The white elk's right antler was hanging loose from its wound. Photo: Espen Fjeldbu
Espen Fjeldbu, from Tobol near the border with Sweden, was out hunting when he spotted a white animal through the bushes.
“It's head was white, and some of the rest of the fur was greyish,” the vet The Local.
As Fjeldbu’s permit did not allow him to shoot the elk, he decided to just watch in silence.
“At the start I saw that it was probably over two and a half years old, and I didn’t have any thoughts about shooting it, because we were supposed to have a younger bull,” he said.
“I just set the rifle aside, and I thought I could have a nice, relaxing moment.”
But as the rare animal came closer, he realized that it was hurt.
“I saw the horn was hanging low on the right side, and when I got out the binoculars, I saw the wound.”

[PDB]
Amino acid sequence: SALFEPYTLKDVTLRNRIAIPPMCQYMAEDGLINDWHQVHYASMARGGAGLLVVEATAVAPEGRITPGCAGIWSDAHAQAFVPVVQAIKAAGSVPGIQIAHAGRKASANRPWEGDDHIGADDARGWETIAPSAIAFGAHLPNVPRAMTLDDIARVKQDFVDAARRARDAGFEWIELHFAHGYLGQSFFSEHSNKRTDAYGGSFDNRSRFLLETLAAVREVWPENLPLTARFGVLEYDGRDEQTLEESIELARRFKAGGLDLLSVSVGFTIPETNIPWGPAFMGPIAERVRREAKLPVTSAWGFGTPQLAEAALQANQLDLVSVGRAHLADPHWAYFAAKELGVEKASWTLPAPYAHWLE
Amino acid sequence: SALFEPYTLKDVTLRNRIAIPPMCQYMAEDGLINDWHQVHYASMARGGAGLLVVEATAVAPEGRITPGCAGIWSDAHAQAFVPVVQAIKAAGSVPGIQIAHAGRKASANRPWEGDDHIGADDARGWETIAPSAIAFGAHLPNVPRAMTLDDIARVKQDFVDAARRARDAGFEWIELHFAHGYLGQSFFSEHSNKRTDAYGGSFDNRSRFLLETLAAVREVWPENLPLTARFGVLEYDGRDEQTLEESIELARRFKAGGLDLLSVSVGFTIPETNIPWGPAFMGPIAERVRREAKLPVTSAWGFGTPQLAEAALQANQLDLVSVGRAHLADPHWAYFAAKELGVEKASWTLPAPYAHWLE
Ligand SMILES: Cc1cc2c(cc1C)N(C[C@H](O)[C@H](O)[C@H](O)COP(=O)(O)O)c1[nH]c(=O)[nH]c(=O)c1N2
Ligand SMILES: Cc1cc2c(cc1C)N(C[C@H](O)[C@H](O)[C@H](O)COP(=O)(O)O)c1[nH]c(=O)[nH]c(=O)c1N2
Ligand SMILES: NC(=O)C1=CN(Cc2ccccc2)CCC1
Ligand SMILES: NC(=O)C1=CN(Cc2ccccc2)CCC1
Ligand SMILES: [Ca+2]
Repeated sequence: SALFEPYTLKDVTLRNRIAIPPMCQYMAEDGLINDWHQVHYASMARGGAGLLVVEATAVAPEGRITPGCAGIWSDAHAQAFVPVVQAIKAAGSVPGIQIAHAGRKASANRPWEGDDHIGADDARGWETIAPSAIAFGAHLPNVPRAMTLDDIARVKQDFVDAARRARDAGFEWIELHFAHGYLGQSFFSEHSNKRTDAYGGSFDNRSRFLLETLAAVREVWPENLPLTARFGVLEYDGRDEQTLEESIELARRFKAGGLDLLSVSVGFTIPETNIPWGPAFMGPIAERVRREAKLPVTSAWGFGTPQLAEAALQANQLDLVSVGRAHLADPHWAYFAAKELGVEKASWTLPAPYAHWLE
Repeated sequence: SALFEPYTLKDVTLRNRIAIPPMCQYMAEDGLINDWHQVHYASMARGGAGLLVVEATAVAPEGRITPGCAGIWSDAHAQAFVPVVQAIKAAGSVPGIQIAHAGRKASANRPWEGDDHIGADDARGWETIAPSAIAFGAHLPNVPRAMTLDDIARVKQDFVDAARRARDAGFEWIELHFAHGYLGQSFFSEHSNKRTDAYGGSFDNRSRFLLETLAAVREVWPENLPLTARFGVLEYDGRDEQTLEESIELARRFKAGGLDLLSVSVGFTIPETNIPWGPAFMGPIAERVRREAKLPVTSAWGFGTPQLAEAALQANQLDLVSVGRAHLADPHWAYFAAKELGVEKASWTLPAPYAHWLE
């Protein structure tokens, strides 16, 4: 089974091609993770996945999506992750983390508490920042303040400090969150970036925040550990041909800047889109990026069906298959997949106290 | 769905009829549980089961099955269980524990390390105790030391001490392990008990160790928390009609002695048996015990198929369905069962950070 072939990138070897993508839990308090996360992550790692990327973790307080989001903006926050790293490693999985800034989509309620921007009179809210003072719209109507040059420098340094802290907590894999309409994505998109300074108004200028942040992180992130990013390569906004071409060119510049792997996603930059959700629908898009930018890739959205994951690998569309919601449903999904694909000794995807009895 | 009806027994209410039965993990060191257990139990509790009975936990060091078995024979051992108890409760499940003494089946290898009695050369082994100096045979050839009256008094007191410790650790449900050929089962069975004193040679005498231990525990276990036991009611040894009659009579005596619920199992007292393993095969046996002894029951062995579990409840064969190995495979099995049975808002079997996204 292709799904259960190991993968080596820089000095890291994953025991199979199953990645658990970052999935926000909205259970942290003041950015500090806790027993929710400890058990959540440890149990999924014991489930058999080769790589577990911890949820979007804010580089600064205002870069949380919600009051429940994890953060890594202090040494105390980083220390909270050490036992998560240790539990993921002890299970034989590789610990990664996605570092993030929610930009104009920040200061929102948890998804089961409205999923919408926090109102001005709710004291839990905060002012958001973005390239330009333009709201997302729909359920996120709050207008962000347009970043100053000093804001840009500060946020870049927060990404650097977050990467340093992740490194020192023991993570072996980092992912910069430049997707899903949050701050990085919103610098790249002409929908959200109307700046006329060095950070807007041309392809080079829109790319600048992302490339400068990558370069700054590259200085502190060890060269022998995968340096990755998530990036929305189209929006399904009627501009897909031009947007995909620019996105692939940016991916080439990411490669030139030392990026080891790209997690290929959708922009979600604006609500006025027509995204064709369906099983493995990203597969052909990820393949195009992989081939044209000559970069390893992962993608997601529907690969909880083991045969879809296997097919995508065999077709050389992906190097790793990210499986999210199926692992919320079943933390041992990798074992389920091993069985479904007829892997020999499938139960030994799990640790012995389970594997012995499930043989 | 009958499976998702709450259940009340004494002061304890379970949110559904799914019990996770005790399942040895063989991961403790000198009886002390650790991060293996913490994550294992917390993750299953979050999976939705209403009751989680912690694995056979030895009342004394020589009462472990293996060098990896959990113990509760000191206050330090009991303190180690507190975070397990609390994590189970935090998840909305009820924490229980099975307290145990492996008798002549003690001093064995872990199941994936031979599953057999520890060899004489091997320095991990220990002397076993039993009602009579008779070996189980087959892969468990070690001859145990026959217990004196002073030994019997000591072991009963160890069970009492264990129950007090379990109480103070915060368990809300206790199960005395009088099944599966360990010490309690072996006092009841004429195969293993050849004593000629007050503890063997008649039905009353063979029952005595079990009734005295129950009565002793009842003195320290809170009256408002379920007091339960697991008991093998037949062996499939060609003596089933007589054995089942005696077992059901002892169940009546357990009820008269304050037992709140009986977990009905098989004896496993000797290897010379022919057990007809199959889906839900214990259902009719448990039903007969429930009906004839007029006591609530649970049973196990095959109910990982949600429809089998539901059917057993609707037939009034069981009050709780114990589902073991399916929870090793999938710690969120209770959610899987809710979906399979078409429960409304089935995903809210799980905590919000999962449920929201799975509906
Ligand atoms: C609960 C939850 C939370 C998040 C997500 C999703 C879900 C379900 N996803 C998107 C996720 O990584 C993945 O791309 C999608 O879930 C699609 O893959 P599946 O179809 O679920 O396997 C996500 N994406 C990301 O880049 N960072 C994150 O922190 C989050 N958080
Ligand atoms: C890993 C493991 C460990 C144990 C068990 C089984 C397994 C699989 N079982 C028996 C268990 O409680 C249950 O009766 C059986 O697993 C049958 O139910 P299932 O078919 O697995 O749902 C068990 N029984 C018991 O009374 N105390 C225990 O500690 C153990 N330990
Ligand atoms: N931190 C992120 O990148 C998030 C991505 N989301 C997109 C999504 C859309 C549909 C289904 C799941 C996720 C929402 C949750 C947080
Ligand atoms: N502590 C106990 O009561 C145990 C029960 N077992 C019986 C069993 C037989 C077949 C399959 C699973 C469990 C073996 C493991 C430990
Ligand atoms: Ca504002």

Fjeldbu watched the animal for 20 minutes before taking the decision to shoot.
“I thought that he was going to have an infection in the wound and would probably suffer for a long time if we didn’t do anything,” he said. “You have an obligation as a hunter, if you come across animals that are hurt, you should see if it’s necessary to take them out. That’s how it is.”
Four years ago there was an outcry in Norway after a Danish hunter called Ole Frost shot and killed Albin, an albino elk.
But Fjeldbu stressed that the elk he had shot had not been a true albino, as it had grey fur over much of its body and did not have pink eyes.